According to Eurostat statistics, in 2012, there were an estimated 1.7 million immigrants coming to the EU from outside countries. In addition, 1.7 million people previously residing in one of the EU Member States migrated to another Member State. Thus, about 3.4 million people immigrated to one of the EU-27 Member States. Among them, a variable percentage from 51% (Italy) to 43% (Germany) were women. Germany reported the largest number of immigrants (592 200) in 2012, followed by the United Kingdom (498 000) and Italy (350 800). Spain reported the highest number of emigrants in 2012 (446 600), followed by the United Kingdom (321 200) and Poland (275 600).
Evidence indicate persistent issues impacting on their integration and employment. Very often, newly arrived migrants struggle to find a decent job, while they are faced with a number of integration issues including gender inequality and cultural bias. Furthermore, many experience long periods of inactivity, unemployment, or long tenures in the so-called 3Ds job: Dirty, Dangerous and Demanding and are often not adequately paid or regularly insured.
Moreover, when migrants are skilled and qualified in their country of origin, they experience “brain waste”, face difficulties in putting their qualification to good use and therefore are at risk of frustration and de-motivation. On the other hand, not being able to fully profit of the skills and capacities of migrants is also an unnecessary waste for the countries of destination, who are not in measure to fruitfully build on the competences of their migrant workers.
A recent report by The Migration Policy Institute (Benton, 2014) pointed out that one of the ways to overcome these difficulties is the early provision of relevant career advice, with specialized work-force and dedicated service organizations. However, there is a lack of tailored and adequate understanding of the real needs and challenges faced by migrants particularly in relation to issues impacting on their gender. The guidance sector remains quite heterogeneous and there are no requirements for quality standards or for the qualification of staff. This is why more and more professionals as well as representatives of users claim compulsory quality standards and guidelines.
Consequently, The Council Resolutions on Lifelong Guidance (2004 and 2008), with the establishment of the European Commission’s Expert Group Lifelong Guidance and the foundation of the ELGPN – European Lifelong Guidance Policy Network recommended the development of a European lifelong guidance policy.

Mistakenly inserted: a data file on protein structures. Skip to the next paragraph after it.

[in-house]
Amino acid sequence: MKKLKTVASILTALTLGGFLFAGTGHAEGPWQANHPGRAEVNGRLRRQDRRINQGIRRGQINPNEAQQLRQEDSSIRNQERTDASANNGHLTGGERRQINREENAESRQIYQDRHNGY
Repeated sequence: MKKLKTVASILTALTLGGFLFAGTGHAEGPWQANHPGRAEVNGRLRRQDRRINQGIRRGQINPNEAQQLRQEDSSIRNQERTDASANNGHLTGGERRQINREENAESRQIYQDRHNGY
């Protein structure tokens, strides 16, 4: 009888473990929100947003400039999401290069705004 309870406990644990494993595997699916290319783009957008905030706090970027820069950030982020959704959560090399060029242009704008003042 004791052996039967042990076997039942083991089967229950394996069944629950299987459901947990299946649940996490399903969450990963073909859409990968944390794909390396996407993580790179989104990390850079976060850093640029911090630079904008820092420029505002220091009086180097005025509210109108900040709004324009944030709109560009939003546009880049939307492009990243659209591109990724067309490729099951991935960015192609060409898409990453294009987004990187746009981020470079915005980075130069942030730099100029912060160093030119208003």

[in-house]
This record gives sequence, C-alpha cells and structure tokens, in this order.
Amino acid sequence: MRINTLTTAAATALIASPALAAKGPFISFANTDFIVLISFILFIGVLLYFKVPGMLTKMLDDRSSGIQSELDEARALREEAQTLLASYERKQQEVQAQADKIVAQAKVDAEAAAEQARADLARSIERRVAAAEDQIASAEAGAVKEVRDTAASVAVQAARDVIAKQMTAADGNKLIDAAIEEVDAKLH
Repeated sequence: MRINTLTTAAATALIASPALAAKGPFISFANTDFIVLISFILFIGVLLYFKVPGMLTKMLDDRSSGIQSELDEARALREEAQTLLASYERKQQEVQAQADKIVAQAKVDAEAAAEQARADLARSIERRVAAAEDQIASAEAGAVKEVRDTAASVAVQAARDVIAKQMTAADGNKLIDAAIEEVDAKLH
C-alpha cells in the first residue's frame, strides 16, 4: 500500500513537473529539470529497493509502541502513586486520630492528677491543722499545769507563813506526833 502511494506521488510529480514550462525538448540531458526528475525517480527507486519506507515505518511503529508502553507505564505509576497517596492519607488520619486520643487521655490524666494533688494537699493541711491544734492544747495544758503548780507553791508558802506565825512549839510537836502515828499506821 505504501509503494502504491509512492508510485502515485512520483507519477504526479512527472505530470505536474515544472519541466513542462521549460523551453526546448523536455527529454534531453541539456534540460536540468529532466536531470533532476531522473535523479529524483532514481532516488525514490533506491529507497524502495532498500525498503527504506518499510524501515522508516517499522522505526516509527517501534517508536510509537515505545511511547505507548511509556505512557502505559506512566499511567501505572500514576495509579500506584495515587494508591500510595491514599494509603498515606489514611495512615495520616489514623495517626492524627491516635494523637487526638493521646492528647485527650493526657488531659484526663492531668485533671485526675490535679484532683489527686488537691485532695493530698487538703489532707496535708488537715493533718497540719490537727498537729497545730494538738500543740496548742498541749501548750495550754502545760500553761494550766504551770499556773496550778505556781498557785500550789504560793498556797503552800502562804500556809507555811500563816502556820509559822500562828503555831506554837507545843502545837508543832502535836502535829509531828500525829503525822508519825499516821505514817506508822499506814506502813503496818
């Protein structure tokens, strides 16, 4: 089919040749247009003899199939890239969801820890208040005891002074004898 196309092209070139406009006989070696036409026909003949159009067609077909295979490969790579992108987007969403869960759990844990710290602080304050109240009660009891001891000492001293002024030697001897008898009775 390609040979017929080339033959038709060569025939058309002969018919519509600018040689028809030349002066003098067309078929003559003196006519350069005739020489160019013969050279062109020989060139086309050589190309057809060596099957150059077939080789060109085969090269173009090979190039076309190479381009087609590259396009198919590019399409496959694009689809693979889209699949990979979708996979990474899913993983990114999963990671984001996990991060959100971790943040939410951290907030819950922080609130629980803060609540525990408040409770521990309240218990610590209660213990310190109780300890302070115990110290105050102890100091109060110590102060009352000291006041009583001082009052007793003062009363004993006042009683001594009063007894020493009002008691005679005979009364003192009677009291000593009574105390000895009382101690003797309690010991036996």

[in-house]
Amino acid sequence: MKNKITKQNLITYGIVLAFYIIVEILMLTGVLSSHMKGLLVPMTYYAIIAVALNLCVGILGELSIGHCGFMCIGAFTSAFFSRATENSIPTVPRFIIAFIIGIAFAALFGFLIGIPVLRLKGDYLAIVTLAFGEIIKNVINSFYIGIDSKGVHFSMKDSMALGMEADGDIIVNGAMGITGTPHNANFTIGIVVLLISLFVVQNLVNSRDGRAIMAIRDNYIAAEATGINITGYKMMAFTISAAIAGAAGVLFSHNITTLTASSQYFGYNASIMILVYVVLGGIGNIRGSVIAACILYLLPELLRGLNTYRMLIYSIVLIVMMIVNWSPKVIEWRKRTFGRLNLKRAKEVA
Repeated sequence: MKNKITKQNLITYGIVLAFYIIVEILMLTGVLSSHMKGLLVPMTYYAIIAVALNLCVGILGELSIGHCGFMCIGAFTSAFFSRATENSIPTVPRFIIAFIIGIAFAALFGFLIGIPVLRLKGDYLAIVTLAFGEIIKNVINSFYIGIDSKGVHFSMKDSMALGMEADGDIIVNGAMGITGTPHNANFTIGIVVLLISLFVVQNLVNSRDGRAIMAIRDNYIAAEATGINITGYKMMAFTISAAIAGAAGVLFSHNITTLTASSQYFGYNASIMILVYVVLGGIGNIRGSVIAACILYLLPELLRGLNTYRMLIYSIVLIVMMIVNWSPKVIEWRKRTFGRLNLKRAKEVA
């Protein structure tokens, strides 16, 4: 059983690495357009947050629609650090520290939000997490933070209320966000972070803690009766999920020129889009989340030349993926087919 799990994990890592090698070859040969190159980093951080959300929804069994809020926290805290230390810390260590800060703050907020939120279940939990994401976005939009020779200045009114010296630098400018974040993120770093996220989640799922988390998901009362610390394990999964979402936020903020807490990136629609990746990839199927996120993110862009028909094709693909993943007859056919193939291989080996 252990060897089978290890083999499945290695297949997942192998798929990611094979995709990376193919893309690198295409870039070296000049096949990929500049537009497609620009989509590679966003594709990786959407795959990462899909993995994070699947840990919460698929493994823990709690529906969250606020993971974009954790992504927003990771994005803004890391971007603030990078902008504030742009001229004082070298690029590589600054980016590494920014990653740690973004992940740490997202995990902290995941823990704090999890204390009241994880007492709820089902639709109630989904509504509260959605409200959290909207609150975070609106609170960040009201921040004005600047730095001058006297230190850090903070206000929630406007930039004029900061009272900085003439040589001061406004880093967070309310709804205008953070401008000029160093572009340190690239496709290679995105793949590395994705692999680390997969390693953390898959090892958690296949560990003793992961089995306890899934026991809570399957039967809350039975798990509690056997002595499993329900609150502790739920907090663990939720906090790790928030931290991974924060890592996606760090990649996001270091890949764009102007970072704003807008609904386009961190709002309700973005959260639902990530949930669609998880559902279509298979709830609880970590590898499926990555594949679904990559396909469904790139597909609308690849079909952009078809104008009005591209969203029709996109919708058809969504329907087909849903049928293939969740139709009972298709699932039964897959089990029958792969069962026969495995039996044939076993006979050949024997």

MOVE ON intends to build on this EU-wide recommendation by contributing to strengthening the skills and capacities of adult learners in the participating organisations, countries and across Europe with the ultimate goal of enhancing their skills and knowledge in providing the right career guidance and counseling to EU migrants paying particular attention to issues impacting on gender and culture as these are manifested at the recruitment stage but also at the workplace and remuneration.
The training material and programmes resulting from MOVE ON will be CPD accredited (Continuing Professional Development), giving our participant adult learners an extra incentive while also adding to their CV and qualification. Where young people are involved we will provide them with YouthPass (IARS is a provider of both types of qualifications).
Using a user-led methodology and by building on evidence from existing best practices, the project will exchange innovative models:
(1) to give staff of partner organizations the opportunity to participate to a dedicated and proven accredited training programme originally developed in Germany concerning gender and culturally sensitive guidance services to migrants;
(2) to share knowledge and successful practices across Europe concerning methods currently in use in the partner countries
(3) to identify the profile requirements of career advisors for migrants paying particular attention to issues of gender and culture.
The comparative and transnational dimension of the project as well as its user-led methodology for evaluation and control will act as its main innovative driving factors. We know that the level of awareness and development of practices in this domain is different from country to country. Germany has a consolidated background, and the same is in Spain but limited to the gendered perspective; while in Italy, Poland and Greece the topic of dedicated and tailored counseling practices is still under-developed. In the UK, although equality legislation is well advanced, issues of immigration, employment and integration are acute. Partners will therefore have the chance to learn from each other by identifying successful areas of practices and then by using them to build a consolidated successful model for Europe.